This browser is supported only in Windows 10 and above.


Jonah Hill Steps Away from “Superbad”

Jonah Hill Steps Away from “Superbad” (photo)

Posted by on

Comedic actor and up-and-coming screenwriter Jonah Hill has brightened every feature Judd Apatow has yet directed (“The 40-Year-Old Virgin,” “Knocked Up,” “Funny People”), and would like you to stop thinking he’s the vulgar loudmouth he played in “Superbad.” If anything, he thinks his recent gig as the hapless liaison to Russell Brand’s rock star in “Get Him to the Greek” is probably the closest to himself he’s ever played since, as Hill told me, “he’s ambitious, good-intentioned and works hard.” Let’s give him that one, if only because he’s starring in his second feature to be released this month.

Filmmaking brothers Jay and Mark Duplass (“The Puffy Chair,” “Baghead”) have given Hill his most dramatic role yet as the eponymous weirdo in “Cyrus,” a smart indie blend of humor and heartbreak. John C. Reilly stars as a miserably divorced man who finally meets a very special lady (Marisa Tomei), only to discover her grown son (Hill) is a creepy, over-possessive product of too much parental coddling. At the press junket, where I was gifted a funny promotional T-shirt that I’ll unfortunately never wear in public because it says “Seriously, Don’t F**k My Mom,” I sat down with Hill to discuss the music that influenced him on the “Cyrus” set, making his mother cry, and the fact that you already think his “21 Jump Street” remake will suck.

Not to draw such direct comparisons to Cyrus, but are you socially awkward in any way?

If you caught me on certain days, I would be totally different in that regard. My girlfriend always makes fun of me because I’ll say, “I don’t want to go to this party, it’s going to be awkward,” or I just want to hang out at home. Then she’s like, “You end up closing down the party, the last person to leave, always talking to everybody.” Then on different days, I really am uncomfortable in big social settings. I love watching movies and hanging out with loved ones. That’s where my heart’s at and where I usually have the most fun.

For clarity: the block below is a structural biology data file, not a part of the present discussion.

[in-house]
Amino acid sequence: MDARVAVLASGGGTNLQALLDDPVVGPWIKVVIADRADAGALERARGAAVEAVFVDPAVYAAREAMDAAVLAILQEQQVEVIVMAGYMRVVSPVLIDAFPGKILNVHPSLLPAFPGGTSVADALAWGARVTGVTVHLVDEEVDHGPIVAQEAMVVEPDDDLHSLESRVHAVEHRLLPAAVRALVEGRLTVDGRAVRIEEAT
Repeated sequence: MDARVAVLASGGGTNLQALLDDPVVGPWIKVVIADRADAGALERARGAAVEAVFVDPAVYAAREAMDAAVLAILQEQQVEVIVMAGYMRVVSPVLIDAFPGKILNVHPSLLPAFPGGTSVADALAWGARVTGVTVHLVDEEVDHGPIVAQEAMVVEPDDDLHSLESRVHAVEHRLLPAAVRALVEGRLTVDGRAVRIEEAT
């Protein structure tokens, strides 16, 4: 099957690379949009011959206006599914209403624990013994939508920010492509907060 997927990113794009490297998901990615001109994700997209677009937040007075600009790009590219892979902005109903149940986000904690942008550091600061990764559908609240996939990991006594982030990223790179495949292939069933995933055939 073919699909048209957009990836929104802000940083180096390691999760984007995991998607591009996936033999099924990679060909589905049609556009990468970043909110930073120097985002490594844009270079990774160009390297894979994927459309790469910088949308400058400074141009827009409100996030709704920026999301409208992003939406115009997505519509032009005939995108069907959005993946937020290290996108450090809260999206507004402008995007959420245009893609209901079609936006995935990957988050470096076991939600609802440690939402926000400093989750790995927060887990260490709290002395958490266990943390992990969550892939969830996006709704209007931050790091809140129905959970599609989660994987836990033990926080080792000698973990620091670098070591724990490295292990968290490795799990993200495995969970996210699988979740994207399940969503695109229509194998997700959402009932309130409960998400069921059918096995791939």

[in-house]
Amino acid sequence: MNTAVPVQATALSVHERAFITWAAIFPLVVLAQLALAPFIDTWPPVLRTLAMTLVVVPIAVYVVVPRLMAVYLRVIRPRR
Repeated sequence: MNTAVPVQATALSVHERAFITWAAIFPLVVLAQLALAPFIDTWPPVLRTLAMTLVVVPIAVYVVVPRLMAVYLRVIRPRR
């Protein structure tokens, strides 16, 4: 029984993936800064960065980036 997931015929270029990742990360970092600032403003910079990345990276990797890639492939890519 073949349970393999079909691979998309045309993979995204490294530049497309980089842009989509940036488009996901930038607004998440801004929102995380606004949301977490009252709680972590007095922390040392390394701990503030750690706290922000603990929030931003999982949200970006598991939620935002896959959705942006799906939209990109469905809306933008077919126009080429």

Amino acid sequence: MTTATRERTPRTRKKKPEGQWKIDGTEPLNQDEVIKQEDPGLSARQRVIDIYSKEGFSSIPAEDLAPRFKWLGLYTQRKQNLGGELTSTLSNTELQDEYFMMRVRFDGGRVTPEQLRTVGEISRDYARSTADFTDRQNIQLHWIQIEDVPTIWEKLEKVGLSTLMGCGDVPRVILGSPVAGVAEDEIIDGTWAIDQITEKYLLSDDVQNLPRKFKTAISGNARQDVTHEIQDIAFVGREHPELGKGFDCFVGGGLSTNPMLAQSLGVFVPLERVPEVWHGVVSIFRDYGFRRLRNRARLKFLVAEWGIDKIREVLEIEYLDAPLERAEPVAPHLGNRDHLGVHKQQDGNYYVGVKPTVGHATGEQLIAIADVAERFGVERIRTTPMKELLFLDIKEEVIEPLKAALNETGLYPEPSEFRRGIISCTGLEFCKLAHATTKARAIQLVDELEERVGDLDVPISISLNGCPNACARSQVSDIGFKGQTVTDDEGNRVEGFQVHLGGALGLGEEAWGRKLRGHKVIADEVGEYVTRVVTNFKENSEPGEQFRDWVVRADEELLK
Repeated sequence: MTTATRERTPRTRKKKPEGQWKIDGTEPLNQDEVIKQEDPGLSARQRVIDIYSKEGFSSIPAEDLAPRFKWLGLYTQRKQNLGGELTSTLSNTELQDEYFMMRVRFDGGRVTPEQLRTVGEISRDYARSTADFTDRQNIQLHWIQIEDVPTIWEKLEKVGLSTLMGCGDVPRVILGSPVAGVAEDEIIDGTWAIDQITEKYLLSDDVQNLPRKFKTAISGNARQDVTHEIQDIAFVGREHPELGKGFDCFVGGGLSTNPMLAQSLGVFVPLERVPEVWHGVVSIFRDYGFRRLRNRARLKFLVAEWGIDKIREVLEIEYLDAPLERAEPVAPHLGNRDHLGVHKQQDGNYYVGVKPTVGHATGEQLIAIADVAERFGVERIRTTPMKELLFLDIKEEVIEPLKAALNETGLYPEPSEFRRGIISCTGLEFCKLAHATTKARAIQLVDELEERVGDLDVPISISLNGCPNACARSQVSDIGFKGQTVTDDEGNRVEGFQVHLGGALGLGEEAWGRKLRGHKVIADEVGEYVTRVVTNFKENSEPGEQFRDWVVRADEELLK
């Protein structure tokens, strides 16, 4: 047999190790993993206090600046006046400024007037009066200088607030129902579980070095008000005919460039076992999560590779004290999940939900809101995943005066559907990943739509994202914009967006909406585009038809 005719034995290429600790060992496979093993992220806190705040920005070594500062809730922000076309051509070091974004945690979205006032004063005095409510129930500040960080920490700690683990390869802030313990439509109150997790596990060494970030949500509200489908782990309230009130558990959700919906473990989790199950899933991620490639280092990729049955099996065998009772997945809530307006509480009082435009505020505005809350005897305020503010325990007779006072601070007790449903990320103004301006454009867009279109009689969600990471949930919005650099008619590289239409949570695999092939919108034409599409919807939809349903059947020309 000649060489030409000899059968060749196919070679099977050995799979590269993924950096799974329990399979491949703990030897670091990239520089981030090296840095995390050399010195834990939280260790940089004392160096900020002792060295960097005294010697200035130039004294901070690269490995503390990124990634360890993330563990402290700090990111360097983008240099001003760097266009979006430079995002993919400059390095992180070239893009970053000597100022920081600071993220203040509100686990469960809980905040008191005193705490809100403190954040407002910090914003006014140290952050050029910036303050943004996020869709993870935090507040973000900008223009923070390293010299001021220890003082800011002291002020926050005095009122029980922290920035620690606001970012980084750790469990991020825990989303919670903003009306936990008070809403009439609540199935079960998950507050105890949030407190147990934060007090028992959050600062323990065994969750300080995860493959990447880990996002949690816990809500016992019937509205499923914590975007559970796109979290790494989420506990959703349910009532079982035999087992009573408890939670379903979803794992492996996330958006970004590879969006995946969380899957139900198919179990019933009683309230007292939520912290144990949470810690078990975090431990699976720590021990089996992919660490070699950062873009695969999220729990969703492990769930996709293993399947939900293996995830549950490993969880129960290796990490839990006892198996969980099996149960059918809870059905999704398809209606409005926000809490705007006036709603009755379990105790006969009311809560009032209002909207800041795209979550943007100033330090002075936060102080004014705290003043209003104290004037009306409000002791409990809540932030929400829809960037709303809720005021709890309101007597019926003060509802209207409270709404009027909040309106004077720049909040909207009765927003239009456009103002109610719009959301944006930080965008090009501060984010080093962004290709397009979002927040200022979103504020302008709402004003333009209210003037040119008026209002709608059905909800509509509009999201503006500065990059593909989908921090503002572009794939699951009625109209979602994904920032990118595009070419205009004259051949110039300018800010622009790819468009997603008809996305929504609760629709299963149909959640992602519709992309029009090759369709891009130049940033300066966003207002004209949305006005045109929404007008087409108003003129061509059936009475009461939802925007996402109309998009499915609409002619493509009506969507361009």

06152010_JonahHillCyrus2.jpgHave you ever felt spoiled by your parents, like Cyrus’ mother does to him?

I don’t think so. They were really supportive, hard on me when they had to be, and continue to be loving. My parents saw the movie at Sundance with my girlfriend and other family members, and I think it’s their favorite movie I’ve ever been in. For me, the hardest scene to watch and my favorite I’ve ever done in any movie is in “Cyrus,” when Marisa Tomei and I are on the bed, she’s admitting she made mistakes in raising me, and I’m admitting for the first time — being honest and not manipulative — that my fear is she’s replacing me with this other person. My heart breaks for both of those characters.

My mom was crying after the movie. It broke my heart because I always looked at it from Cyrus’s point of view — obviously, because I was playing that character — thinking, “It’s so sad, this guy’s losing the one person who cares about him and who he cares about.” My mom was touched by it, because she was like, “It made me think about raising three kids, and times I felt I was making mistakes.” You do your best and there’s no guidebook to it. It must be hard to think, “Maybe I messed up in certain ways.”

Do you want to raise children?

Definitely. That’s one of the great joys of life, especially watching Mark and Jay become fathers. Watching them deal with their kids is really inspiring. John Reilly has a great family, as do a lot of people I’ve worked with — Judd [Apatow], Nick Stoller.

06152010_JonahHillCyrus8.jpgThe reason you work so hard is you love making movies, but the reason you work harder is because you want to have a family and want to be able to buy your kids clothes or food and make sure they’re able to live, you know?